Yesterday, Google launched the public trial of their new spectrum database, and it's pretty interesting. First, a bit of background.
For at least the last 10 years, there has been much chatter about better utilizing scarce radio frequency (RF) spectrum to accommodate the billions of phones, tablets, laptops and other mobile devises connecting to the web wirelessly. It turns out the much of the prime spectrum, from 470 MHz to 700MHz, known as the Ultra High Frequency band, has been allocated for broadcast television since the 1950's. Early on, this spectrum was barely used since few TV's were able to receive UHF channels. That all changed after 1962, when the All Channel Receiver Act (ACRA) was passed by Congress, requiring all television sets to receive UHF channels 14 through 83. Channel 37 was the only exception, since that frequency (centered at 611 MHz) turns out to be very useful for radioastronomy. Immediately, the value of UHF spectrum shot up. There are now over 1,500 UHF television stations, and thousands more translators and low-power stations filling this chuck of bandwidth.
UHF has the advantage of using relatively short antennae, with a quarter wavelength of four to five inches. In addition, this 470-700 MHz band has favorable propagation characteristics, since it can pass through walls and other obstructions more easily than higher frequencies. So the question is: how to take advantage of the "white spaces" in the spectrum between operating TV stations.
|I searched for available spectrum in my neighborhood. Slim pickings...|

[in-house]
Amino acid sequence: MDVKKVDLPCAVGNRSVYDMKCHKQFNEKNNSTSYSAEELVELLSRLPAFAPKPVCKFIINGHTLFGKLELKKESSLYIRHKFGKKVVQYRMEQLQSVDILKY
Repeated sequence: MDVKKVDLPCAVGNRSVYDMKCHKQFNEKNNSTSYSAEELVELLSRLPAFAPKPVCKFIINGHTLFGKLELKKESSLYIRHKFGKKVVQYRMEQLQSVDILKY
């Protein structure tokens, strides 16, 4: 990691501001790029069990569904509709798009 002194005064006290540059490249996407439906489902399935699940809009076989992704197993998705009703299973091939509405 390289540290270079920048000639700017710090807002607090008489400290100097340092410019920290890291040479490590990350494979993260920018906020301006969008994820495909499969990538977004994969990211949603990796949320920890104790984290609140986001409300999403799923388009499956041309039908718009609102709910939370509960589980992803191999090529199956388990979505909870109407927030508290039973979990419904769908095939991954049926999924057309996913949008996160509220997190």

Google and nine other companies -- including Microsoft -- submitted proposals to operate databases to identify available frequencies for new, unlicensed services operating in the UHF band. A few of them, including a company call Spectrum Bridge began trials of their database a few months ago. The generally picky National Association of Broadcasters has already kicked the tires on the Spectrum Bridge database, and gave it generally favorable reviews.
The Google database is fun to use, and has good explanations. Their party line is "Google is doing our part to free up spectrum. One way we are doing this is through dynamic spectrum sharing, one of the most promising ways to make more spectrum available to the public for broadband access. As part of our effort to improve connectivity globally, Google.org is working to promote dynamic spectrum sharing through a TV white spaces database." Sounds very altruistic, doesn't it?
I'm a bit skeptical of how accurate and up to date these ten synchronized databases will be. Any errors will cause problems in wireless service quality, not to mention wireless microphones at the Taylor Swift concerts...